On April 27, 2011, a Russian Progress M-10M rocket launched into space from Kazakhstan, carrying supplies for the astronauts aboard the International Space Station. It stayed docked to the ISS for nearly 181 days. On October 29, 2011 -- last Saturday -- it undocked,
empty, filled with a half a year's worth of cast-off detritus. It performed a routine de-orbit burn, dropped down into the Earth's atmosphere, and disintegrated as it burned up at 12:54 UTC.
But not before U.S. astronaut Mike Fossum took this incredible picture of it from space:
[Click to embiggen.]
That shot is amazing. You can see the pieces of the spacecraft falling off as it rams through the Earth's air at Mach 25 or so. You're probably seeing the solar panels, antennae, and various other external bits being stripped off and leaving their own meteoric trails.
In the case of resupply ships, the time and place they de-orbit is tightly controlled. In this case, as usual, it was sent into the Pacific. That's generally safe because the ocean is 160+ million square kilometers in area, and much of that real estate is empty of islands.
As the pieces hit the air, they compress it violently, heating it up (it's not actually friction that does the majority of heating, but this ram pressure that does it). They slow down after this initial stage to just a few hundred km/hr, then fall freely into the ocean. That's still fast, but most impacts from space debris aren't nearly as fast as most people think. This same thing happens to meteors as well, but they're moving much faster as they come in from interplanetary space, blasting in at a minimum of 11 km/sec (7 miles/sec). But the principle is the same. In fact, the bits of rock or metal in a meteoroid (as the solid part of a meteor is called) slow down to free fall speeds so high up they have plenty of time to cool, and usually don't hit the ground and cause fires. I've heard some reports of them having frost on them instead!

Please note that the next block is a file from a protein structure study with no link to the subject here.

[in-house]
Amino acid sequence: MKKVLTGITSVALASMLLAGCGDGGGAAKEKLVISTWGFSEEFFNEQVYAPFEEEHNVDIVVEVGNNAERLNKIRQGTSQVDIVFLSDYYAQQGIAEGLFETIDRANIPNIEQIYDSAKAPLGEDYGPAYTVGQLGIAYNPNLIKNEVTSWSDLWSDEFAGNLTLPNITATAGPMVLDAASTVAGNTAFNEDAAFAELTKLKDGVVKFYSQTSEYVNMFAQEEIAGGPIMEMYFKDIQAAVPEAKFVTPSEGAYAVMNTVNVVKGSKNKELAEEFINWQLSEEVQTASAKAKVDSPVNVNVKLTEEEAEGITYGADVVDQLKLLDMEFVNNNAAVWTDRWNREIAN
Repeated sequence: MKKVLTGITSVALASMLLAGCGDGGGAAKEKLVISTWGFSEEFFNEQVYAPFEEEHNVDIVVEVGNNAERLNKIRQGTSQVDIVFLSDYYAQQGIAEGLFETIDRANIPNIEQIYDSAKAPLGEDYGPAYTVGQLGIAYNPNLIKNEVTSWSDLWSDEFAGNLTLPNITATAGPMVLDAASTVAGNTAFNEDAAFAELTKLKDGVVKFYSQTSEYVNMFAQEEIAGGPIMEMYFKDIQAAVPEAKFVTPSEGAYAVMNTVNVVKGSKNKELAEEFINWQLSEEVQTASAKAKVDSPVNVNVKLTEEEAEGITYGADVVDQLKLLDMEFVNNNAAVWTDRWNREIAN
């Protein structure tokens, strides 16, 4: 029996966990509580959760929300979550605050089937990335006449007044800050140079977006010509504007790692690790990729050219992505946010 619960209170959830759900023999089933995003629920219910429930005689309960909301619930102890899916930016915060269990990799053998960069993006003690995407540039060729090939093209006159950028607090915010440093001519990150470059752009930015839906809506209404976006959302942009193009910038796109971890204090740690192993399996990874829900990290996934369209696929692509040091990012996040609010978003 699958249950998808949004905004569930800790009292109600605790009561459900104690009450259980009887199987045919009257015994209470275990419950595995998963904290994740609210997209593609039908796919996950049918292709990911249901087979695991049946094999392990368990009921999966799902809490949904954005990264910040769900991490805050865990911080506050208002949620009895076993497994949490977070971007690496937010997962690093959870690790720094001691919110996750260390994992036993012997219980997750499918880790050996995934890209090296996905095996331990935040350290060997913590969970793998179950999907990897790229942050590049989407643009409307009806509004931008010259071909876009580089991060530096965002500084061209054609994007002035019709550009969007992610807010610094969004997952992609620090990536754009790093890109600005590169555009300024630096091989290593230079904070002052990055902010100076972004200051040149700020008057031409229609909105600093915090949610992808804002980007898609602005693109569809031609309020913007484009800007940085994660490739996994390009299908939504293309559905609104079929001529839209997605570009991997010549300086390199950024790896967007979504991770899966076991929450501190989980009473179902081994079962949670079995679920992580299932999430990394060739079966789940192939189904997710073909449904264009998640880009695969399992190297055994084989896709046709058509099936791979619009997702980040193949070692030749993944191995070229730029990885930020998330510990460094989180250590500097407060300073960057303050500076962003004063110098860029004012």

Anyway, this Progress de-orbit comes on the heels of the successful launch of a Progress craft aboard a Soyuz rocket, taking pressure off both NASA and the Russian space agency to get supplies and people to and from ISS. That's good news for NASA, which could use some right now.
Image credit: NASA. Thanks to Ben H. in the comments for correcting my statement about the Progress being empty!